Plenary Lecture

Remarks on the Foundation of Quantum Information Systems

Professor Gregory L. Light
Department of Finance
Providence College
Rhode Island, USA

Abstract: Quantum information systems are based on Pauli spin matrices, predicting probabilities. We generalize Pauli matrices in two ways: [1] (a + bi) and (a - bi) instead of just i and -i in the matrix labeled as sigma y, and [2] rank 3 instead of 2, i.e., into 3 x 3 matrices. Accordingly, all (anti) particles, fermions and bosons alike, are derived from the mass-shell equation by colliding electromagnetic waves in a variety of osculating angles with pair-productions of particle-waves spinning along two semi-circles pausing at the osculating angles, manifesting as rest masses and electric charges with 90o for electrons and positrons, 60o for (anti) up-quarks, 30o for (anti) down-quarks, and 0o for (anti) neutrinos (so only left-handed). The (position) wavefunction of a particle is the magnitude of the electric field of the spinning wave existing in the invisible universe of electromagnetic wave energies of a diagonal spacetime 4-manifold, with infinite probability density at the center of the two spinning circles where the particle appears in the visible universe of particles. As we increase the rank of Pauli matrices, we simultaneously reduce the dimensionality of Dirac spinors from 4 to 1, as described by three alternative frames. As such, we cast doubt on the utilities of the gamma matrices in the Standard Model; in this connection, we have also carefully studied the Lagrangian therein and found that the product of the Maxwell field curvature tensor F with its Hodge dual, while yielding the desired energy densities of electromagnetic waves, does not logically imply the ad hoc factorization of the product into one matrix composed of the needed electric field with the magnetic field to account for electromagnetism and the other matrix with the electric field divided by c2 . While an electron can generate electromagnetic waves, the converse is not true. While the electric field and the magnetic field are symmetric in electromagnetic waves, they are not in electromagnetism with one being radial and the other, sideways. We note that suppressing physical constants and inattention to units can lead to mistakes, e.g., the Ampere's law. Otherwise, based on our combined spacetime 4-manifold, we give a simple proof of the CPT theorem and an explanation of the baryon asymmetry. On the whole, our theory presents a local spacetime geometry of (t + it, x + iy, y + iz, z + ix), which can actually be discerned from the pair of equations for the probability amplitudes of the two spin states of an electron in a magnetic field, with a calendar time t to cover a clock time (it) and a spatial distance (x2 + y2 + z2)1/2 to cover the circumference of this imaginary clock. With this perspective, quantum computing should derive benefit from the quotient-space topology of the wave universe.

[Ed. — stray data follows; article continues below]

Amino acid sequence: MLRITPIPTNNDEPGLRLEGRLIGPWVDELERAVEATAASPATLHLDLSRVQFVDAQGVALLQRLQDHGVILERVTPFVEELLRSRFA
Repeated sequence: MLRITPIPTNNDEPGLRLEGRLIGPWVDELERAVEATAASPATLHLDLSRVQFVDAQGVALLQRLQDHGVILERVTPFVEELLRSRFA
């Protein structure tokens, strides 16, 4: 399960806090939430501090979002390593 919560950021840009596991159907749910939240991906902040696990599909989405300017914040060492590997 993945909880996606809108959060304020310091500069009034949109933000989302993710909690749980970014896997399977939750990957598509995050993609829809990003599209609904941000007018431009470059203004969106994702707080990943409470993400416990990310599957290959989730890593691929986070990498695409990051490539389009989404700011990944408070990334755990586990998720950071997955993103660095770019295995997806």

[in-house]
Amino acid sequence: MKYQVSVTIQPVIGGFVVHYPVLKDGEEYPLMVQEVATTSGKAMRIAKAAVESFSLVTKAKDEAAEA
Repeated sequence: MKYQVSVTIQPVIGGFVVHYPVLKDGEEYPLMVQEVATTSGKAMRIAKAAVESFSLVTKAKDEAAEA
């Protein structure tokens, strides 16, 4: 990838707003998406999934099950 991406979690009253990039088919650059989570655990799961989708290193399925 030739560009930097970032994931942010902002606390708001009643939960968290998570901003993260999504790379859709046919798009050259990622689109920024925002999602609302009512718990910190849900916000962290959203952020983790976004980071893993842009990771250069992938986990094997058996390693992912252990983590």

Brief Biography of the Speaker: Dr. Gregory L. Light is a Professor of Finance of Providence College (PC), where he has been teaching Statistics, Operations Research, among other quantitative subjects. Passionate in his subjects and caring for his students, he was nominated for the 2005 - 2006 Joseph R. Accinno Faculty Teaching Award by the PC Students Congress. Equally engaged in has been his collaborative scholarly activities with his colleagues, opening new research avenues mutually. Dr. Light received his B.A. in Economics from National Taiwan University, M.B.A. from University of Illinois, Ph.D. in Business Economics and Public Policy from University of Michigan, followed by an M.A. in Mathematics by staying at UM-Ann Arbor and then a Ph.D.-ABD in Applied Mathematics from Brown University. The dual tracks of his pursuits evolved from his interests in Mathematical Economics, Dynamical Systems and Physics. In Economics, he has proposed the analytic methodology of “relative derivatives” as an integration of elasticities in Economics with derivatives in Mathematics. In Physics, he has recently connected his “combined spacetime four-manifold” with the Standard Model. He plans to continue his interest in mathematical modeling, extending his research and enriching his teaching.

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